JOURNALIST: Mr Turnbull when did you make this decision and do you expect the Labor Party to reciprocate perhaps in South Australia by putting the Liberals ahead of Nick Xenophon?

TURNBULL: Well look, I’ll leave the Labor Party to make its own announcements. But we obviously made the decision shortly before it was announced. I don’t think it surprises anybody. Let’s be clear. It hasn’t surprised anybody. But there is obviously a process to go through, and we wait until we see who is nominated and so forth.

JOURNALIST: Did you make that before yesterday morning?

TURNBULL: Look let’s leave the process to the – can we move on from process to substance. The decision has been under consideration for some time, there have been many discussions about it, a lot of consultation with the State divisions of the Liberal Party. A lot of consultation with colleagues, but the decision is finally taken when it is taken and when it is announced.

JOURNALIST: Have you made a decision as to where the Liberal Party might preference the Xenophon team?

TURNBULL: We have not made any announcements about that yet, no.

JOURNALIST: Prime Minister, while you were at a fundraiser last night Greenpeace activists turned up with young child protestors as young as five, do you have any concerns about children being used in political activities like that at night?

TURNBULL: Well, look I read about that, I didn’t see that. All parents, I am sure, pay very close attention to looking after the safety of their children, I will just leave it at that.

JOURNALIST: Prime Minister can I ask you just a quick question on Labor’s health announcement today. They are saying they are injecting an extra $2 billion. Do you think that that is money that is needed to help reduce waiting lists and hire more doctors and nurses?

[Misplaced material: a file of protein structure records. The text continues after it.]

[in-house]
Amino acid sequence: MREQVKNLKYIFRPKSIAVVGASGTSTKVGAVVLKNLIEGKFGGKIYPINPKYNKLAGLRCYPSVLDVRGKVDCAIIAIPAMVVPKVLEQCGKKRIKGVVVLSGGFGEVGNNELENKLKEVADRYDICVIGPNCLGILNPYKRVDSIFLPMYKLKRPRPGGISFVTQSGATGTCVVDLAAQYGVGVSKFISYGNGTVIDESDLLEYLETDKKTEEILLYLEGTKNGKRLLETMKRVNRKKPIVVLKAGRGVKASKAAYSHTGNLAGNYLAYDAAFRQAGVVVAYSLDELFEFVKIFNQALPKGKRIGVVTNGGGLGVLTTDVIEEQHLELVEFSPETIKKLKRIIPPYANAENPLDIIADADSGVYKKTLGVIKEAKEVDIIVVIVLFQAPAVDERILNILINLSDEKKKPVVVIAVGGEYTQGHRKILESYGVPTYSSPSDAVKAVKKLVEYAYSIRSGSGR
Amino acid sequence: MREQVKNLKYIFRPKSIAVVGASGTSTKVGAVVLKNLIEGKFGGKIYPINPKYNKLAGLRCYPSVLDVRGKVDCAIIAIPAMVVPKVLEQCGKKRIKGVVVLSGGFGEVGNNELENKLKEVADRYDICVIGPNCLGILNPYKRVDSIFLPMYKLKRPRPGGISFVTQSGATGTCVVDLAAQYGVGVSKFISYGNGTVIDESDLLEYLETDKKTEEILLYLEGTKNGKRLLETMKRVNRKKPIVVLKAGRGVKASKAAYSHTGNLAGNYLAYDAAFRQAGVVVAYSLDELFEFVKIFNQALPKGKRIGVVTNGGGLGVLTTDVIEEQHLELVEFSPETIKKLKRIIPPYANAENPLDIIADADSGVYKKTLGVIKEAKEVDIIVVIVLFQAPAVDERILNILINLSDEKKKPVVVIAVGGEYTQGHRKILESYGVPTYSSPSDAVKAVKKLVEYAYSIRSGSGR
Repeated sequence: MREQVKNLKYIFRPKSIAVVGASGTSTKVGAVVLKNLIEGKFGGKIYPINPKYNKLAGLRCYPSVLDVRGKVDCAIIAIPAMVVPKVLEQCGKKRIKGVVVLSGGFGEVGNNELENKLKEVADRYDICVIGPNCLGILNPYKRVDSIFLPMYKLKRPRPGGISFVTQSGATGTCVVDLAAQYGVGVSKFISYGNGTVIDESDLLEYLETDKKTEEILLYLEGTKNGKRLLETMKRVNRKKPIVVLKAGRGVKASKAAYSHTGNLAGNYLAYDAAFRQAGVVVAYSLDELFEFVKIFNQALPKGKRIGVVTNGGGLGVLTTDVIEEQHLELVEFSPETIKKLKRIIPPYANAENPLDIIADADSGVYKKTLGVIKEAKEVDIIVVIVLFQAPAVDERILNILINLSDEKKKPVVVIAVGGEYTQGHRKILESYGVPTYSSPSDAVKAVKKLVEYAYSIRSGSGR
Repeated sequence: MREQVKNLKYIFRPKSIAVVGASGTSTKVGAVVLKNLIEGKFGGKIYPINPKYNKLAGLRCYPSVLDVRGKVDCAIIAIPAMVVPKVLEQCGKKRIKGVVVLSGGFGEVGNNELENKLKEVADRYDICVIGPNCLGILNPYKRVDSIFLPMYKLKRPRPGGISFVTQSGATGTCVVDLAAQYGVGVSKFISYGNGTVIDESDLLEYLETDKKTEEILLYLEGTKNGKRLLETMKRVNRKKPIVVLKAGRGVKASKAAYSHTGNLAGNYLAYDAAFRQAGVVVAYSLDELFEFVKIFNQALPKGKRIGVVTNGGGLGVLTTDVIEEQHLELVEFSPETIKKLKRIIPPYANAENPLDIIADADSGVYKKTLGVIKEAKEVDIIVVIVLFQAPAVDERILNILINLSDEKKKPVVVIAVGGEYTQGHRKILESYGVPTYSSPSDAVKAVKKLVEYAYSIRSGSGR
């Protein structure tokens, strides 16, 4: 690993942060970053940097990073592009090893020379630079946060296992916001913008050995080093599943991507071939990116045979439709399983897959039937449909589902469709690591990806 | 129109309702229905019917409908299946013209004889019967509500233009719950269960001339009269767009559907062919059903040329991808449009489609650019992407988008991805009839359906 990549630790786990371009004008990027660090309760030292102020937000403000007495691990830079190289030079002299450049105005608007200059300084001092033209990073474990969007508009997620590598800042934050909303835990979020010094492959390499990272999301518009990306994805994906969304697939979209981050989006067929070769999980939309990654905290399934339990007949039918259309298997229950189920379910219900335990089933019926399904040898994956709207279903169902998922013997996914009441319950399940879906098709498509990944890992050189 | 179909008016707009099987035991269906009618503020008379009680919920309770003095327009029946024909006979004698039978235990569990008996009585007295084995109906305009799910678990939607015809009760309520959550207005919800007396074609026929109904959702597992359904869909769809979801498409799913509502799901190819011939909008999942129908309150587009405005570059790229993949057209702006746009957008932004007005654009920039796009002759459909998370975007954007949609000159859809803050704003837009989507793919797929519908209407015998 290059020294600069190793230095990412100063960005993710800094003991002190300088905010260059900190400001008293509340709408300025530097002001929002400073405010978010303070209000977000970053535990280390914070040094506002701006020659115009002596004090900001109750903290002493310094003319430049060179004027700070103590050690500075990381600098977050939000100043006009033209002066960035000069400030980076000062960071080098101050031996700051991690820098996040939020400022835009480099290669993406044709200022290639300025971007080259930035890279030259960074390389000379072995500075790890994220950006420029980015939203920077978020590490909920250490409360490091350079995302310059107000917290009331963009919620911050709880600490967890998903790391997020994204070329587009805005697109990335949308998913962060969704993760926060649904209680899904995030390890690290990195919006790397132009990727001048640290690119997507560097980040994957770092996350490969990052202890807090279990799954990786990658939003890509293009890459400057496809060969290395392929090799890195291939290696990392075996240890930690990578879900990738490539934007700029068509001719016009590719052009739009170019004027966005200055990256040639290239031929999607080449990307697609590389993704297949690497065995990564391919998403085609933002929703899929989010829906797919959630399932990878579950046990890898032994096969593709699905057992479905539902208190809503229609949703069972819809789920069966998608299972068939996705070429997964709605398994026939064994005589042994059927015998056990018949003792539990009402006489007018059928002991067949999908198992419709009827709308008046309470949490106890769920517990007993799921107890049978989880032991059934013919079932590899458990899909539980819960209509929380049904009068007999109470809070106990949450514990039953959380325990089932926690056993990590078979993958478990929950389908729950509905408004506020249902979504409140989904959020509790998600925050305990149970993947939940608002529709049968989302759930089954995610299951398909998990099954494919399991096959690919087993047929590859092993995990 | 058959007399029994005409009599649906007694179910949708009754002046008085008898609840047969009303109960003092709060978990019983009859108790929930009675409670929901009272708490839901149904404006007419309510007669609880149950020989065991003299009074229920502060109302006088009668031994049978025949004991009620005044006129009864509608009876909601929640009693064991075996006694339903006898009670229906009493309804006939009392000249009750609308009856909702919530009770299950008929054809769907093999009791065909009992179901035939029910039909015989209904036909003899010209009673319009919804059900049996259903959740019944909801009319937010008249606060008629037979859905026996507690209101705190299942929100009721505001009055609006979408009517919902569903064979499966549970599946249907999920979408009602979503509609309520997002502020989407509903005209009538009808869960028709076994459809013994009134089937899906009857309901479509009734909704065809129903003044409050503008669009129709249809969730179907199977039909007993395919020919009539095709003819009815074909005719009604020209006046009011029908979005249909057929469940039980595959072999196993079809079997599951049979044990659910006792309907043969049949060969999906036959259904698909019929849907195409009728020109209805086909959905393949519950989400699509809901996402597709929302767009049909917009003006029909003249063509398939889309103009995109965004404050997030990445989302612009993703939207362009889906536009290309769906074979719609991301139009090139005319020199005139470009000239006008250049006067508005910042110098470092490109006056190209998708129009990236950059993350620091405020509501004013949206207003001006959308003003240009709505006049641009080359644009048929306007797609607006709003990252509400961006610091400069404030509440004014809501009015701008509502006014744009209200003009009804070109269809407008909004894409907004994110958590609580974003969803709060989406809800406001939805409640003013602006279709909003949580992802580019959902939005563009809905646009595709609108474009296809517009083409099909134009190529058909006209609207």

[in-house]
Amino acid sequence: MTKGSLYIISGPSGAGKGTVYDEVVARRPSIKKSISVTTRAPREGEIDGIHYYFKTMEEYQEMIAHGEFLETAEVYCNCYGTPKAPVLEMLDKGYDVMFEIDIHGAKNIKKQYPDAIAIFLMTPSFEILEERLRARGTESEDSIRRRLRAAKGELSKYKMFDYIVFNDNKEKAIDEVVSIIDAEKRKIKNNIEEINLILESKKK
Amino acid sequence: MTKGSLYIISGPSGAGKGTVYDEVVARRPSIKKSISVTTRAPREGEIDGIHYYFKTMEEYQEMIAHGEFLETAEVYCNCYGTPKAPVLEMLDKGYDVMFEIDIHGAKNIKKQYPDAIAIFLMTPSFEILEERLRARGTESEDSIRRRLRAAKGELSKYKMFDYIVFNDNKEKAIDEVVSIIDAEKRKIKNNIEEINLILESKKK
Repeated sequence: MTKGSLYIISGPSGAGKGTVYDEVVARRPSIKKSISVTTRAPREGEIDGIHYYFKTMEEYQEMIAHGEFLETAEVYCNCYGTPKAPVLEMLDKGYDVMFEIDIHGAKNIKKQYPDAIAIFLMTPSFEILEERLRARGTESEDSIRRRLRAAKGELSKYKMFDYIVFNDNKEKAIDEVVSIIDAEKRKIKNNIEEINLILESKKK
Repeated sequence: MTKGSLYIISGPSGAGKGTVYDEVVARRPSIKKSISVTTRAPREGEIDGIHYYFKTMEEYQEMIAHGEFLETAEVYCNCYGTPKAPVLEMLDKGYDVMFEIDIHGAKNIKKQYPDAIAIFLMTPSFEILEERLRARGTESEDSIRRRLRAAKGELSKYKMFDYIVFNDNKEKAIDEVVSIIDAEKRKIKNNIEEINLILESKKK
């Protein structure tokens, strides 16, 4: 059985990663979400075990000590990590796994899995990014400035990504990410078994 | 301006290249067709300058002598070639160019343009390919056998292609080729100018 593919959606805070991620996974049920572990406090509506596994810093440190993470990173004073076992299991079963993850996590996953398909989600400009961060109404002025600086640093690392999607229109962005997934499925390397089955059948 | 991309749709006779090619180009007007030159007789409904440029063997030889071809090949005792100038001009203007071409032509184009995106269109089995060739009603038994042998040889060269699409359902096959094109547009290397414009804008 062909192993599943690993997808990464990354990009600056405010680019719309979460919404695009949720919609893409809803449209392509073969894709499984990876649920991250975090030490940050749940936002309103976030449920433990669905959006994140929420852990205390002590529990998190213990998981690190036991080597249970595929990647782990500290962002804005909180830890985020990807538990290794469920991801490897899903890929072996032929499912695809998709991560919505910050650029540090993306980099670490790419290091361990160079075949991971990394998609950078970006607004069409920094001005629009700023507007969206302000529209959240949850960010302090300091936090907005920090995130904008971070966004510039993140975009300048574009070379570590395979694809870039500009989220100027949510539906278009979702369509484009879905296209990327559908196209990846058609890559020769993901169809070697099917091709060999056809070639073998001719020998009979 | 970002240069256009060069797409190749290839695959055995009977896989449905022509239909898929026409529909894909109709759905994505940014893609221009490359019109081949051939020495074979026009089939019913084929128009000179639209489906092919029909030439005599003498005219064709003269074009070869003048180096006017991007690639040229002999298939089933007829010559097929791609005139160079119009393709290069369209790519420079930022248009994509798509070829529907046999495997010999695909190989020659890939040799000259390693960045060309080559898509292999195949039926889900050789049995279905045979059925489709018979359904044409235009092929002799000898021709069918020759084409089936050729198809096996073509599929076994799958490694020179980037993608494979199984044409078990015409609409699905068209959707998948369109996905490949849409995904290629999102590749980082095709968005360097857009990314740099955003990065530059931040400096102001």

TURNBULL: Let us just reflect on what Labor has done today. Now as you know, some weeks ago, I agreed at COAG with the Premiers and the Chief Ministers on a new health funding deal, which they were very happy with which supported 6.5 per cent growth in funding – it is record funding, Federal funding for hospitals, and it added an extra $2.9 billion. It’s activity-based funding. We’re focused on a national efficient price so that we’ll get better service and better value for patients and so forth.

So that was all very businesslike. At the same time, you heard from the Labor Party saying that the Coalition had cut $57 billion out of health funding – $57 billion. How often have you heard that? How often have we heard people in the media repeat it as though it was a fact? Even though the $57 billion was never there – as Colin Barnett said when Julia Gillard was talking about figures like that, he said, we all knew it was a fantasy. Everyone knew it was a fantasy, but it’s been repeated. Bill Shorten has talked about $57 billion. What does he talk about today? Two. I mean this is the Schoolkids Bonus all over again. Labor campaigns for years and years on promises and claims that they are going to provide additional funding or reverse savings measures that we have made, and then, having milked the politic cynical, milked the political benefit of that to the enth degree, then they come back and say we’re not going to do that, we are going to put in, in this case, $2 billion more.